From the Streets to the Courts

As an organization and community, Silicon Valley De-Bug and the Albert Cobarrubias Justice Project has been a part of the national movement marching in the streets demanding justice for our loved ones who have been killed by law enforcement. But the violence of the criminal justice system continues to injure people beyond the point of contact with police. If a community member survives, they invariably face a cover charge such as resisting arrest or assault on a police officer. So the movement in the streets also needs to fill the courtrooms.

The reality is that those who suffer the indignity in the hands of police are almost always charged with ‘cover charges’ by police and District Attorneys. These are loved ones who were seconds away from being almost a hashtag.

We've sat at courtrooms of loved ones who were almost a hashtag, like Lamar Noble who were beaten by law enforcement, survived, and then himself faced charges in the courts. The reality is that those who suffer the indignity in the hands of police are almost always charged with 'cover charges' by police and the District Attorneys. They are dragged and further victimized by the system to conceal the violence they suffered. These are loved ones who were seconds away from being almost a hashtag.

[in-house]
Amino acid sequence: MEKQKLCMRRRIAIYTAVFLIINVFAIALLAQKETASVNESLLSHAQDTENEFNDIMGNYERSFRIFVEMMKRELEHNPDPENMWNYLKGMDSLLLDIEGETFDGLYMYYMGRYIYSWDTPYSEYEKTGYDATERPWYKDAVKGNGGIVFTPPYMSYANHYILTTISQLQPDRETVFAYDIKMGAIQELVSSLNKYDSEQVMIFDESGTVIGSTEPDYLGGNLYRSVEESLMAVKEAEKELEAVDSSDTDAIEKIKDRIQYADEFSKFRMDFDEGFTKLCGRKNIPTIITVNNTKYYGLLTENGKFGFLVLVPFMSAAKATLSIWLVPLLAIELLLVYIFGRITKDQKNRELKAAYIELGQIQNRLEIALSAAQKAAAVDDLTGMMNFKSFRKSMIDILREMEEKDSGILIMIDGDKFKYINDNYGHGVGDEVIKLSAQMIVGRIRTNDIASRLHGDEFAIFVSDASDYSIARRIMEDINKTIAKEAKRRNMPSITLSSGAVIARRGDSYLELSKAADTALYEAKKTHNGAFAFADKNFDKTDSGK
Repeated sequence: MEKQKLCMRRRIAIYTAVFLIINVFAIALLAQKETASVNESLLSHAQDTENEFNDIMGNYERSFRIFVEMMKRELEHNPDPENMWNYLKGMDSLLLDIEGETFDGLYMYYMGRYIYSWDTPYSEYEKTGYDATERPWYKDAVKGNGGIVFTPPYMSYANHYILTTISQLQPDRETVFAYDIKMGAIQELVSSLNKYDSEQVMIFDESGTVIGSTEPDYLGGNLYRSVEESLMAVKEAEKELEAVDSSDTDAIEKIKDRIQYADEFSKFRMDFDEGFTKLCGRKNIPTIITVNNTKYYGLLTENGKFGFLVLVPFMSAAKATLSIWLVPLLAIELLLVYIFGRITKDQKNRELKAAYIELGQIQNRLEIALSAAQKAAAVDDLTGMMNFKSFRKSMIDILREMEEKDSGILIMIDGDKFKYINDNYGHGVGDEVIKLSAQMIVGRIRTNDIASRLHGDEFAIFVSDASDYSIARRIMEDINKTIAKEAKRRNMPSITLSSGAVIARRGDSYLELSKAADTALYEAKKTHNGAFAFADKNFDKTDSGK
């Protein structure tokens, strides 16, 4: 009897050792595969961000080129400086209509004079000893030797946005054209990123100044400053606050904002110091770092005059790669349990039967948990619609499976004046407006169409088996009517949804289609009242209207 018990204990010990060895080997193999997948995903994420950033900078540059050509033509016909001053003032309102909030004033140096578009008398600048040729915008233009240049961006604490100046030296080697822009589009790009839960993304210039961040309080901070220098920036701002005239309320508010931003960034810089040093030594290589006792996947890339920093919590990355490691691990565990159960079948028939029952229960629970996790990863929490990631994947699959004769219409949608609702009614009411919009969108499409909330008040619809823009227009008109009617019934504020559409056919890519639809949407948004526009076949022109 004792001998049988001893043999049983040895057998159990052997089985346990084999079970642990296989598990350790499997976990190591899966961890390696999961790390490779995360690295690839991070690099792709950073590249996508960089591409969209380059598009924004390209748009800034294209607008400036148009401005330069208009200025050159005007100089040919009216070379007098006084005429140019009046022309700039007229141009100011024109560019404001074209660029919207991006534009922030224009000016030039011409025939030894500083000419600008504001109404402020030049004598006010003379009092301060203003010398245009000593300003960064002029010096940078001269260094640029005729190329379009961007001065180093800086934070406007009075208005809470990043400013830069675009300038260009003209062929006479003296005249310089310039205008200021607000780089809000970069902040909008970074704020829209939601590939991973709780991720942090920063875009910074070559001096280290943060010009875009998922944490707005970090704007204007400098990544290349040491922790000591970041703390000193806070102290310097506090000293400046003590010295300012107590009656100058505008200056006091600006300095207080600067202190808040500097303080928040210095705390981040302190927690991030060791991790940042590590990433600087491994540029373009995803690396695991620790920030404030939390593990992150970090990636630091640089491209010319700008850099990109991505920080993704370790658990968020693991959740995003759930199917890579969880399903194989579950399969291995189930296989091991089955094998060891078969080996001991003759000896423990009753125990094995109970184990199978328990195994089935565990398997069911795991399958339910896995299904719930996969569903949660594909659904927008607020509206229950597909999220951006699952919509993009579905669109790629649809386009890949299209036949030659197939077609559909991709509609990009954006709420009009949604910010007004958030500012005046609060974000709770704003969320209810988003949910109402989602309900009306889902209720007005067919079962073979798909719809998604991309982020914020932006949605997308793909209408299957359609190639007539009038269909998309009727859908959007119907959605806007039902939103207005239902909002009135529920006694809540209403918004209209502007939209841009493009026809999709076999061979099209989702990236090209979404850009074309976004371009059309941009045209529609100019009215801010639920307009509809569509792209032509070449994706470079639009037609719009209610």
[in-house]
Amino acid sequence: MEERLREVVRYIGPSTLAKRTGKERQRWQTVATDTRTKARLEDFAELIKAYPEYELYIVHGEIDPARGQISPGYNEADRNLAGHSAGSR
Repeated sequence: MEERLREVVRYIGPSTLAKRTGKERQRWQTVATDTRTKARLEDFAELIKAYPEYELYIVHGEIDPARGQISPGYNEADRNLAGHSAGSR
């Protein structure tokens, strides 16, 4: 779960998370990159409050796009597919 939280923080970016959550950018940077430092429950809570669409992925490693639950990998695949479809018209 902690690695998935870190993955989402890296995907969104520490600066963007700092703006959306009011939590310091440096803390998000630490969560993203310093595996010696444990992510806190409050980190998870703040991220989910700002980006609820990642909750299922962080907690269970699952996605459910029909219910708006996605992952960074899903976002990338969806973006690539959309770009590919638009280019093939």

For us, the connection of marching in the streets to oppose police violence, and standing with the community in the courtroom to challenge mass incarceration go hand in hand. Connecting the movement from advocacy in the streets to packing courtrooms led us to creating an approach called participatory defense -- an organizing model we've developed at Silicon Valley De-Bug's Albert Cobarrubias Justice Project. Led by the very families whose loved ones are facing charges in the system, participatory defense is a community organizing model for people facing charges, their families, and communities to impact the outcome of cases and transform the landscape of power in the court system.  It is a model that has been developed in the last 8 years in San Jose, CA that is now being implemented by communities across the country.  

This site chronicles the trials of those individuals and how families, communities, and public defenders can get justice in the streets and in the courts.